I been on purks for 4years been taking pill for 15years in June 2008 I fell off a roof about 40 feet busted me up real good broke my back got a steal cage around my back bone broke my pelvis got a steal plate broke my right leg it got a peace that runs down from my knee to my foot broke it bad that my healoff my foot gone they put a cadaver bone and 2 bolts to walk on well they fused it to so it like a peg foot it don't do much so I got a lot of metal in me I hurt all the time and I can't take pain pills I took them for years now I trying to stop it got to b a big problem been off them for 17 day today my pcp give me noroton but it don't do much at all what kind of pain pill that are not noctic if any one know lodge some that help me a lot in a lot of pain but can't take nocotics
Sorry to hear you had such a bad accident. I had a cadaver tendon used in my hand when the joint broke apart from arthritis.
Neurontin is a medication that was originally used as an anti-seizure med. Now it's also used in pain management. It is supposed to help a lot with nerve pain. I'm on it at a low dose, and I don't see much difference in my pain. What dosage are you taking? It could be they need to adjust the dose you're on.
Neurontin is a very safe med, though you should not stop it abruptly as there is a risk of seizures. (Though I had one doctor tell me he had to tell me that but he's never heard of anyone actually having one.) I plan on waiting it out as they adjust my dose up to see if it helps.
Cymbalta is often used to treat some types of pain. It's an antidepressant but they found it helped a lot of people with pain. I tried it for a while at a high dose but I couldn't tolerate the side effects. A friend who's an NP that works in rheumatology said the side effects I experienced were really uncommon. You may want to ask your doctor about that. Again, it's a med that needs to be tapered if you want to come off it but it's not addictive.
Lyrica is a medication that's similar to Neurontin. Some people who don't get any relief with Neurontin or people that didn't care for the side effects found Lyrica to be helpful. It's another med that needs to be tapered but, again, it's not addictive. One of the side effects that is common with Lyrica is weight gain. When I was on it a few years ago, I gained 16 pounds in two weeks. My eating habits hadn't changed, and at the time, I used to go to the gym 5 to 6 days a week for 1.5 to 2 hours a day. I did find it helped my pain, but for me, I wasn't willing to deal with the weight gain.
A lot of people say Tramadol is helpful. It is not considered a narcotic, though it acts like one on pain. (That was how my old doctor described it to me.) It made me very light-headed and tired so I got off it after a month. (I tend to be sensitive to medications and their side effects.) Although it's not narcotic and a lot of doctors will say it's not addictive, it seems as though it is addictive. There have been people who've misused it and the withdrawals, from what I've read, are often worse than withdrawing from percocet or other opiods. It does seem to be effective for pain for a lot ofpeople.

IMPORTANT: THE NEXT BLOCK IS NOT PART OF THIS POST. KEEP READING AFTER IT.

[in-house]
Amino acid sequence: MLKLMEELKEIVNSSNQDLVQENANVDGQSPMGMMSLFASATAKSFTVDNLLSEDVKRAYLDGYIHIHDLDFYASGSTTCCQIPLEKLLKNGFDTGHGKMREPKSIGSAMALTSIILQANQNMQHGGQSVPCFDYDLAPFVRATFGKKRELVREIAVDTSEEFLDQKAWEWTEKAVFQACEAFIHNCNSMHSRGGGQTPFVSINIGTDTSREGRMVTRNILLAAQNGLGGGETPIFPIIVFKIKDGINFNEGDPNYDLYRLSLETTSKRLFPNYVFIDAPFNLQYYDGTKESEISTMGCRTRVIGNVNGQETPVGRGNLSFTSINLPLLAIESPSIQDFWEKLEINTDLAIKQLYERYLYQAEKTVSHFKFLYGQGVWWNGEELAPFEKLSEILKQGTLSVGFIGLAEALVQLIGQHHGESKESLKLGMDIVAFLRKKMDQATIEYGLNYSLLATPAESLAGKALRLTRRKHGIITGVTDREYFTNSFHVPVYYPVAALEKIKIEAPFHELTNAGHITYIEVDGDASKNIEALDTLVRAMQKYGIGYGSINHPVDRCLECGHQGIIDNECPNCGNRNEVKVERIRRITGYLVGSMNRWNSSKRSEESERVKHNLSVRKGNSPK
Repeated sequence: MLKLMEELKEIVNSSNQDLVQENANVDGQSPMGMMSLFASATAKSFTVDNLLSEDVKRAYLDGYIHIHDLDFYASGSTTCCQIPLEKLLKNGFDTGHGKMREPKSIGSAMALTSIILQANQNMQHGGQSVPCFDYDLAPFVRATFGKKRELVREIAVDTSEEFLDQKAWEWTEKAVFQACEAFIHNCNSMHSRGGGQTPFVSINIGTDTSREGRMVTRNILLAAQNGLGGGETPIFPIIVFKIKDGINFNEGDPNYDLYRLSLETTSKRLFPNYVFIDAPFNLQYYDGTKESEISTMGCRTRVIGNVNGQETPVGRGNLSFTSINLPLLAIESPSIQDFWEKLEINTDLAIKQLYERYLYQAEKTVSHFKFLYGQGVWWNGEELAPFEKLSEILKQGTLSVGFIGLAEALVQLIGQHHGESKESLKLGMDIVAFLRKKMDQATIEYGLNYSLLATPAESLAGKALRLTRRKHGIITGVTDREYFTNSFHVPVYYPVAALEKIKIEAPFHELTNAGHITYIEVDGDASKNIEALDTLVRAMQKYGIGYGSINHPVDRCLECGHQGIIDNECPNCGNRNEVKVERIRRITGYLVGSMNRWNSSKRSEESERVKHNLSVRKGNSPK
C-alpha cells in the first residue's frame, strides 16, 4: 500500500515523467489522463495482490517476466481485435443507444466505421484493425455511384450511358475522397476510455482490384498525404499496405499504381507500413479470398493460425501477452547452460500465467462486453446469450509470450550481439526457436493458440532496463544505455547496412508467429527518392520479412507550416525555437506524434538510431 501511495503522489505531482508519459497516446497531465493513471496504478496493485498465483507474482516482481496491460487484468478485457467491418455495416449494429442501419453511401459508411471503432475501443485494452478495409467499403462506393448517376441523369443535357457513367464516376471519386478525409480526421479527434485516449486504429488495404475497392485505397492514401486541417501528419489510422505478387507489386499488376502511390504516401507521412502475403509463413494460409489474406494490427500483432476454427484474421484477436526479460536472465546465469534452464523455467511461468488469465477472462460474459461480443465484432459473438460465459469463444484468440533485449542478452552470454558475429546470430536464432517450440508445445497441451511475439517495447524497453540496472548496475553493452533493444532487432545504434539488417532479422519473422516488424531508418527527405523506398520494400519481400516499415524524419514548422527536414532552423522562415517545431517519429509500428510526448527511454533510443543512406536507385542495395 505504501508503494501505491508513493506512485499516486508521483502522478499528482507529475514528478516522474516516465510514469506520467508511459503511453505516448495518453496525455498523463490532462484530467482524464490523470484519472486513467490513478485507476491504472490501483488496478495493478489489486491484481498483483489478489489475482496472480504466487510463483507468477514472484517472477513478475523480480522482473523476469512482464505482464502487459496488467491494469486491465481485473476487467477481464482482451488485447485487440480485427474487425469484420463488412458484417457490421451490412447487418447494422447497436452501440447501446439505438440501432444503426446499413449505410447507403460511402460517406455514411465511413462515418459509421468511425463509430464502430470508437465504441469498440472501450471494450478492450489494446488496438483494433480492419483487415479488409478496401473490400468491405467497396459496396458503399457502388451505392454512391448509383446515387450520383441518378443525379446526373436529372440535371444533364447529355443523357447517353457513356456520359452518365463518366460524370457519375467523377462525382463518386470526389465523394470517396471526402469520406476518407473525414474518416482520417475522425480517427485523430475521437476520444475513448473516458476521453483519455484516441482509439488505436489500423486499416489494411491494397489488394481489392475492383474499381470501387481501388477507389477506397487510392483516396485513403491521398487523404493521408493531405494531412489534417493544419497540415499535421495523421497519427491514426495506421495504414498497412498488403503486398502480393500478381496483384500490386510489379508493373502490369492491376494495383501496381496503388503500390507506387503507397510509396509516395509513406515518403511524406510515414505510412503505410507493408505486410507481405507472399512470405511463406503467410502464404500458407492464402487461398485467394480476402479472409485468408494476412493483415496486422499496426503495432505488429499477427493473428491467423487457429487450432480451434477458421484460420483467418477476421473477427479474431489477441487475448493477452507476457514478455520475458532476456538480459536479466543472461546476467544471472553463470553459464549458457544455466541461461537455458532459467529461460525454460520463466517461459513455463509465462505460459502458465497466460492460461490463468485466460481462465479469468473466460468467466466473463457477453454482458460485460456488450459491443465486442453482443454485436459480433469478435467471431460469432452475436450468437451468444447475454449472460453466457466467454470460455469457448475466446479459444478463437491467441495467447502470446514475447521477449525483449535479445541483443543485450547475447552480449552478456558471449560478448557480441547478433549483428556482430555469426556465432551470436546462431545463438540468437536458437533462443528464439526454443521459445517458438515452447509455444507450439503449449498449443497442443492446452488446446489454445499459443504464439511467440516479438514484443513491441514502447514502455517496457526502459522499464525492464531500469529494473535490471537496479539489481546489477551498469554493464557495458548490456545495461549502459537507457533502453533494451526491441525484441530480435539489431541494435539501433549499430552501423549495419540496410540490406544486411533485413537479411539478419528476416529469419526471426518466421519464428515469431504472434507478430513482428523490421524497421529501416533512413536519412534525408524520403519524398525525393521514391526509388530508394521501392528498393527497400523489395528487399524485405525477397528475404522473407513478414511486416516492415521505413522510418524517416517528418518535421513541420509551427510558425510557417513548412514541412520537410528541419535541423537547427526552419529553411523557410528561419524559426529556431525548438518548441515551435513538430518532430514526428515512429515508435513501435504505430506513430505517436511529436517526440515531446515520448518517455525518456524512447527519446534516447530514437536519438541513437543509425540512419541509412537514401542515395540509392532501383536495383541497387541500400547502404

There's also another pill that is a form of lidocaine. I've never taken it, but one of my pain team members mentioned it a couple of months ago. Due to a small cardiac problem I have, though, I wasn't able to take it. I can't remember the name of it, but if you asked your doctor, I'm sure he'd know.
What type of doctor do you see? Do you go to a pain management specialist? Are there any procedures that will help?
I use lidoderm patches which help a little. You can cut them to fit smaller areas or leave them as is for larger areas. Alone I don't find them too helpful, but in conjunction with other things, I think they help a bit. I also use Voltaren gel, and again, in conjunction with other things, it's helpful.
Off the top of my head, I can't think of any more non-narcotic pain meds, but I'm sure there must be more. If I think of any, I'll post it.
Sorry you wound up with a problem with the percocets. You're not alone in that; it seems to happen to people more often than we think.
Just a warning about Tramadol, though. TECHNICALLY it is not a narcotic, HOWEVER it binds to the mu receptor in the brain which is the same receptor that opiates bind to, so while pharmacologically it is not a narcotic, our bodies think it is. You can get addicted to it just as readily as you can to an opiate and it is actually more difficult to withdraw from than opiates are.
With opiates, if you stop using them suddenly (and actually even if you wean down slowly), you will have withdrawal symptoms.. Although if you wean down slowly the symptoms will not be nearly as severe. With Tramadol, if you stop taking them suddenly, not only will you have withdrawal symptoms of the same severity as opiates, you COULD have seizures as well. So it is more difficult to stop taking than opiates are and the level of pain control that it gives is not nearly as high as that of opiates.
If you don't want to take narcotics because of the possibility of becoming dependent, then Tramadol would not be a good choice for you as a medication either.
Welcome to the Pain Management Forum. I am sorry to hear about your chronic pain. We can relate.